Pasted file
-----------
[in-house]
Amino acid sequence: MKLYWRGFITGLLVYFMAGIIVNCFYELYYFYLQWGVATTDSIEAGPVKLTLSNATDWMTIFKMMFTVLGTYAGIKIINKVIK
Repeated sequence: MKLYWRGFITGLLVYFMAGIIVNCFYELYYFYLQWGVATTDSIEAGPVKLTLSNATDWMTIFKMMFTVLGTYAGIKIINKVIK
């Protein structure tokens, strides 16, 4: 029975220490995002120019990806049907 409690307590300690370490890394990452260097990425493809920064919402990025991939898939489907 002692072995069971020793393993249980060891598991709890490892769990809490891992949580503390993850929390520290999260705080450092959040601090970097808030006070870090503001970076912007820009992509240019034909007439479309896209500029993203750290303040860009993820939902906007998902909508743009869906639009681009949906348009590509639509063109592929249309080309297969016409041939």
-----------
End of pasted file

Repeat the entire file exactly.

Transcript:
[in-house]
Amino acid sequence: MKLYWRGFITGLLVYFMAGIIVNCFYELYYFYLQWGVATTDSIEAGPVKLTLSNATDWMTIFKMMFTVLGTYAGIKIINKVIK
Repeated sequence: MKLYWRGFITGLLVYFMAGIIVNCFYELYYFYLQWGVATTDSIEAGPVKLTLSNATDWMTIFKMMFTVLGTYAGIKIINKVIK
């Protein structure tokens, strides 16, 4: 029975220490995002120019990806049907 409690307590300690370490890394990452260097990425493809920064919402990025991939898939489907 002692072995069971020793393993249980060891598991709890490892769990809490891992949580503390993850929390520290999260705080450092959040601090970097808030006070870090503001970076912007820009992509240019034909007439479309896209500029993203750290303040860009993820939902906007998902909508743009869906639009681009949906348009590509639509063109592929249309080309297969016409041939």